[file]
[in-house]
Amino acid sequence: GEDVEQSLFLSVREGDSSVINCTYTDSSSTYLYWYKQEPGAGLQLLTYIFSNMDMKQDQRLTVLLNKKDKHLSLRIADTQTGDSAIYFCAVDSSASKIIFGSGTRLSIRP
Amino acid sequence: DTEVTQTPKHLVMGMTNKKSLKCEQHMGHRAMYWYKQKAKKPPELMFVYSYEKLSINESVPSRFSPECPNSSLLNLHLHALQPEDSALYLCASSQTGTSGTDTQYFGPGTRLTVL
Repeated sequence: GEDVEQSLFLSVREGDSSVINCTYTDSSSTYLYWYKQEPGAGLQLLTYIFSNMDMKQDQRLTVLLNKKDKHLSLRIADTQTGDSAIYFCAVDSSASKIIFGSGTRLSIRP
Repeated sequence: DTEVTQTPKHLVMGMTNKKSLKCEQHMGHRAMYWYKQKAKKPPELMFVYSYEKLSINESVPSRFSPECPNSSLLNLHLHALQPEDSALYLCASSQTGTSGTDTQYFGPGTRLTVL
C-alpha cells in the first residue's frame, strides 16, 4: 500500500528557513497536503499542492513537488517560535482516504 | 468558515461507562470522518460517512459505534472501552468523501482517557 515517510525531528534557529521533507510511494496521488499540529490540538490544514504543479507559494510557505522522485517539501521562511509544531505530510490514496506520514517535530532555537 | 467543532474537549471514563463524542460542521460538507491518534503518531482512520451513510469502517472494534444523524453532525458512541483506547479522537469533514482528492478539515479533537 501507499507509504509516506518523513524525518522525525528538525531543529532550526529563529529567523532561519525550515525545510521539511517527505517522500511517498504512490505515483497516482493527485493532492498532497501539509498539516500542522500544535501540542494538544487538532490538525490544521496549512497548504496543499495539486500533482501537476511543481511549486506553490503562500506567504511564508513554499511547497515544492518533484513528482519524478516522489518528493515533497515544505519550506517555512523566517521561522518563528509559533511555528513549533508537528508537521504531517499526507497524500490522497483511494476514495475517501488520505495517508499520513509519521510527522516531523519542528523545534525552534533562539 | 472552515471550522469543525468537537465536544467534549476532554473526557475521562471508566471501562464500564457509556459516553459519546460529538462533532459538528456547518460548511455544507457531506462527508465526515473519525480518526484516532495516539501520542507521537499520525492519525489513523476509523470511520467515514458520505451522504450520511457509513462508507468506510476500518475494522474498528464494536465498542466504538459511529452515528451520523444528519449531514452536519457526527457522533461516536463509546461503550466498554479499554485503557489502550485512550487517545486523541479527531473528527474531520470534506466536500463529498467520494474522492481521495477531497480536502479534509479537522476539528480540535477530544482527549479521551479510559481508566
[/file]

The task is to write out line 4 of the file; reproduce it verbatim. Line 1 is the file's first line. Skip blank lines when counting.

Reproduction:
Repeated sequence: GEDVEQSLFLSVREGDSSVINCTYTDSSSTYLYWYKQEPGAGLQLLTYIFSNMDMKQDQRLTVLLNKKDKHLSLRIADTQTGDSAIYFCAVDSSASKIIFGSGTRLSIRP